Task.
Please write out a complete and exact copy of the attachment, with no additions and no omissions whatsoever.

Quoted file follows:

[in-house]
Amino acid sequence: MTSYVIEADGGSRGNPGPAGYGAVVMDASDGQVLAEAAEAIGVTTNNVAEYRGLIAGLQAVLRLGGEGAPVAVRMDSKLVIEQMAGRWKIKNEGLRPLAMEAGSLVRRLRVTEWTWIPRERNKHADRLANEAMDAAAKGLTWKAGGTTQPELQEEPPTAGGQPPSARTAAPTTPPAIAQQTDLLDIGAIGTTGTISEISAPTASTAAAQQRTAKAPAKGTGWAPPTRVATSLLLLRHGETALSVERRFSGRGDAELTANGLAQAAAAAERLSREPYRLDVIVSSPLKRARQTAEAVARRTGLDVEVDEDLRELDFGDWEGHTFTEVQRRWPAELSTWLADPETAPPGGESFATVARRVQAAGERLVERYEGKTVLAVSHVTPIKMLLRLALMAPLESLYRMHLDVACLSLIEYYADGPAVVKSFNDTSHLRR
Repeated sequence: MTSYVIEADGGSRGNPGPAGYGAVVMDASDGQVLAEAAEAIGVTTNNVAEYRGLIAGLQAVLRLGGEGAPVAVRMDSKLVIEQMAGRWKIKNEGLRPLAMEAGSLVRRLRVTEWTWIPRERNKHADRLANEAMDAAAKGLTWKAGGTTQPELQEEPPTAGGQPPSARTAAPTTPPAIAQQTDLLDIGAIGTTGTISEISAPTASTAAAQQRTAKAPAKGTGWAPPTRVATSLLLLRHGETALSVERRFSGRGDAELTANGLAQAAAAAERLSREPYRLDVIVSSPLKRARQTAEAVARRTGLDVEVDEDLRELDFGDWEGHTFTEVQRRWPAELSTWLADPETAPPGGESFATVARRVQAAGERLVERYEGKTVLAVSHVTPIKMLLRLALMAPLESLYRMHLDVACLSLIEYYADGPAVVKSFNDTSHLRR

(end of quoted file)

[in-house]
Amino acid sequence: MTSYVIEADGGSRGNPGPAGYGAVVMDASDGQVLAEAAEAIGVTTNNVAEYRGLIAGLQAVLRLGGEGAPVAVRMDSKLVIEQMAGRWKIKNEGLRPLAMEAGSLVRRLRVTEWTWIPRERNKHADRLANEAMDAAAKGLTWKAGGTTQPELQEEPPTAGGQPPSARTAAPTTPPAIAQQTDLLDIGAIGTTGTISEISAPTASTAAAQQRTAKAPAKGTGWAPPTRVATSLLLLRHGETALSVERRFSGRGDAELTANGLAQAAAAAERLSREPYRLDVIVSSPLKRARQTAEAVARRTGLDVEVDEDLRELDFGDWEGHTFTEVQRRWPAELSTWLADPETAPPGGESFATVARRVQAAGERLVERYEGKTVLAVSHVTPIKMLLRLALMAPLESLYRMHLDVACLSLIEYYADGPAVVKSFNDTSHLRR
Repeated sequence: MTSYVIEADGGSRGNPGPAGYGAVVMDASDGQVLAEAAEAIGVTTNNVAEYRGLIAGLQAVLRLGGEGAPVAVRMDSKLVIEQMAGRWKIKNEGLRPLAMEAGSLVRRLRVTEWTWIPRERNKHADRLANEAMDAAAKGLTWKAGGTTQPELQEEPPTAGGQPPSARTAAPTTPPAIAQQTDLLDIGAIGTTGTISEISAPTASTAAAQQRTAKAPAKGTGWAPPTRVATSLLLLRHGETALSVERRFSGRGDAELTANGLAQAAAAAERLSREPYRLDVIVSSPLKRARQTAEAVARRTGLDVEVDEDLRELDFGDWEGHTFTEVQRRWPAELSTWLADPETAPPGGESFATVARRVQAAGERLVERYEGKTVLAVSHVTPIKMLLRLALMAPLESLYRMHLDVACLSLIEYYADGPAVVKSFNDTSHLRR